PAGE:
In several EU Member States, a century has now passed since women won the right to vote in national elections, were elected to national parliaments or first held a ministerial position. Nevertheless, one hundred years on, Europe-wide data show that women are still under-represented in political decision-making at local, national and European levels. The Gender Equality Index developed by the European Institute for Gender Equality (EIGE) to measure gender gaps over time shows that although ‘power’ is the area where most progress has been made in the past 10 years, it is also the area where the gender gap remains widest. With a score of 100 equalling gender balance, Sweden is currently the only EU country to score over 90 on the ‘political power’ indicator, which is based on the share of women ministers, members of parliament and women in regional assemblies. Some Member States, such as Slovenia and France, have made major strides, but the fact that other countries’ scores have declined, some from an already low base, illustrates that increases in women’s political representation are not necessarily linear or self-evident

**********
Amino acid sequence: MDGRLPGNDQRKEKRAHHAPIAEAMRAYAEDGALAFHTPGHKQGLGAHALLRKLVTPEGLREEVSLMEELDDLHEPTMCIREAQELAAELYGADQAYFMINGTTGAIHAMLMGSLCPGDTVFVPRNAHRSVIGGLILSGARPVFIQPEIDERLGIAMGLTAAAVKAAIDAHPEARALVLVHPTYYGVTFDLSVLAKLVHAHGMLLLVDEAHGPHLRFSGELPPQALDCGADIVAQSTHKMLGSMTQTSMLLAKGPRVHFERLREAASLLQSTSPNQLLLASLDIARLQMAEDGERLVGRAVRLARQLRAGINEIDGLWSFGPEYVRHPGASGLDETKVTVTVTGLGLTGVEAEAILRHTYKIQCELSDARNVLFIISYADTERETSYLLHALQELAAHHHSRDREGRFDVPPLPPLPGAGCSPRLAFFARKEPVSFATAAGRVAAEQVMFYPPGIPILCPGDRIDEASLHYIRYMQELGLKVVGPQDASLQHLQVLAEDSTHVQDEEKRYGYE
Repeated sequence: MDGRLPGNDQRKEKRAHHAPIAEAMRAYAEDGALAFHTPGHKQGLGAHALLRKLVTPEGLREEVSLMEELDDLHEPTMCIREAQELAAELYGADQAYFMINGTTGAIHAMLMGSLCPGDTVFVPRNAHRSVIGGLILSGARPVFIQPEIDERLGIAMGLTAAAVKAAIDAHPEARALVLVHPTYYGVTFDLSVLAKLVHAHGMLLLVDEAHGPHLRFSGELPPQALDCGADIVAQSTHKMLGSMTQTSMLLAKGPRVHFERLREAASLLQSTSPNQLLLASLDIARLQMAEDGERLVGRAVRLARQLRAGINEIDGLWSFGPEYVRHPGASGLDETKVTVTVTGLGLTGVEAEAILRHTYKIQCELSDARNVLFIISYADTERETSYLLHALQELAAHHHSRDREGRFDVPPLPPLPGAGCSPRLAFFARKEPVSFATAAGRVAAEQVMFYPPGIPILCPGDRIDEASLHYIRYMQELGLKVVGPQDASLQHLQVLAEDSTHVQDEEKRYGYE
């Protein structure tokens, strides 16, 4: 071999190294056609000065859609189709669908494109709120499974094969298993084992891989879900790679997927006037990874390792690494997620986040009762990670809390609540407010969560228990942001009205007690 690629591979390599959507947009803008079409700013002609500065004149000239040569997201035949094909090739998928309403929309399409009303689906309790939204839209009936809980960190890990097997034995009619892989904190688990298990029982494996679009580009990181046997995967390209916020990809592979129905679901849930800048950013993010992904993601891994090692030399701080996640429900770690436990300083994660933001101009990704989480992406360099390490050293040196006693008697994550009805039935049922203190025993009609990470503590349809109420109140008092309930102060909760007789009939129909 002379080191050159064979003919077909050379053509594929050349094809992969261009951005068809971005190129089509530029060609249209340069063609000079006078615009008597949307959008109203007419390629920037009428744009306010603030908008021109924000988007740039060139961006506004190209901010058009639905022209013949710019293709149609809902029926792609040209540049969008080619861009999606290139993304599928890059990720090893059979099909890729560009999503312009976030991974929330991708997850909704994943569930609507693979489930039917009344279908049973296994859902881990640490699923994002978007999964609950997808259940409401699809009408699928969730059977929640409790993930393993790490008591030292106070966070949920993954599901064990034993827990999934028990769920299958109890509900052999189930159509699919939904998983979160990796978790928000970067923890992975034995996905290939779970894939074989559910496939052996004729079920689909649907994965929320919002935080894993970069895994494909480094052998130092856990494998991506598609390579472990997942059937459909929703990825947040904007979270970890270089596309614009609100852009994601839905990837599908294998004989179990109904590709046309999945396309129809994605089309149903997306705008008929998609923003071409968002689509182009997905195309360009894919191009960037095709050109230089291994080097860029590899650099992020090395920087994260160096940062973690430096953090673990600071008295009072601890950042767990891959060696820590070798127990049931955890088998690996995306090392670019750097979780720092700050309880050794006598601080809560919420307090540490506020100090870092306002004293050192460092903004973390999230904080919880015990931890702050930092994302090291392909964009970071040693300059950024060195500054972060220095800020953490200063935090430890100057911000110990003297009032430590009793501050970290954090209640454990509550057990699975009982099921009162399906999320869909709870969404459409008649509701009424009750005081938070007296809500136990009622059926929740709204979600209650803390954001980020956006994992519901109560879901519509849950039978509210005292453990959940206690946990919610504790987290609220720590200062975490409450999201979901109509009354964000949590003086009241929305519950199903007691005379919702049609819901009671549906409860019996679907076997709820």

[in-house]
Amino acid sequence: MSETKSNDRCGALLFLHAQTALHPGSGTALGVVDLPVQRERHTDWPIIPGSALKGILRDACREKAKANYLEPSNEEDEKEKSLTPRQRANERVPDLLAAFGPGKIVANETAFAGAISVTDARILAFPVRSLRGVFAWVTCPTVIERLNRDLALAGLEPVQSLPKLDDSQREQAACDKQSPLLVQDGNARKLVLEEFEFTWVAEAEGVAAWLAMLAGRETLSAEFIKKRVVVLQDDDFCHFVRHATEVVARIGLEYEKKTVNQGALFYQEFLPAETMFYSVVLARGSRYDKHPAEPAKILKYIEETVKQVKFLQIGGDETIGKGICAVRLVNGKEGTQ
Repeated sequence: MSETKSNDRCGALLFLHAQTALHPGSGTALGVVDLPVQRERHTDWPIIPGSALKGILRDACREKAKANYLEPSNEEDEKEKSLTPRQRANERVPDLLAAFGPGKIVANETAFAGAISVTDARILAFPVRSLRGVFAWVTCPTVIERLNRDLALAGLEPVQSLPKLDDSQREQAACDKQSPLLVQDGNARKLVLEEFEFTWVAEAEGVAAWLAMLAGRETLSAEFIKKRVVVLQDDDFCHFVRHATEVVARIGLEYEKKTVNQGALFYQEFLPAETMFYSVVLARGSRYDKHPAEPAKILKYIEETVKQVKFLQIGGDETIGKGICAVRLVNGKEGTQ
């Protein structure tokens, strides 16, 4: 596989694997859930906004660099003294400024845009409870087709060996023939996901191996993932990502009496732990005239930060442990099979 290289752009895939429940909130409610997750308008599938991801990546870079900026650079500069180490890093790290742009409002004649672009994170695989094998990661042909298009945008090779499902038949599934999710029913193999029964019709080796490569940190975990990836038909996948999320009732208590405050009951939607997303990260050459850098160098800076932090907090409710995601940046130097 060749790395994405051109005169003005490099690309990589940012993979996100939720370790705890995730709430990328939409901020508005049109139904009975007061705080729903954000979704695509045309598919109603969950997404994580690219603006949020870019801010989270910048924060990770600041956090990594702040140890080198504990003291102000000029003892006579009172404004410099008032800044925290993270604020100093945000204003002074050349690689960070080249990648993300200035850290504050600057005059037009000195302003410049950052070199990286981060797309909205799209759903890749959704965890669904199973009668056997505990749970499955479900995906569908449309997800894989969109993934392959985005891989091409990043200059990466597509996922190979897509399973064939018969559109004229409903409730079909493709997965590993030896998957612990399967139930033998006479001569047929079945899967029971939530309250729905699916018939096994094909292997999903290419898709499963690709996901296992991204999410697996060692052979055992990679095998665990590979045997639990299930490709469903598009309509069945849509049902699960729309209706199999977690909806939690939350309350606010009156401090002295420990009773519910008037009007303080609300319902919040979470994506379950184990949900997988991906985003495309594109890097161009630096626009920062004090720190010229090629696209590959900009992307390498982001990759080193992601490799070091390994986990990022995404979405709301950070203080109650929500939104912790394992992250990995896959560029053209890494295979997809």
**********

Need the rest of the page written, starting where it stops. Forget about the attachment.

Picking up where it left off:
Gender equality index – Political power, change between 2005 and 2018
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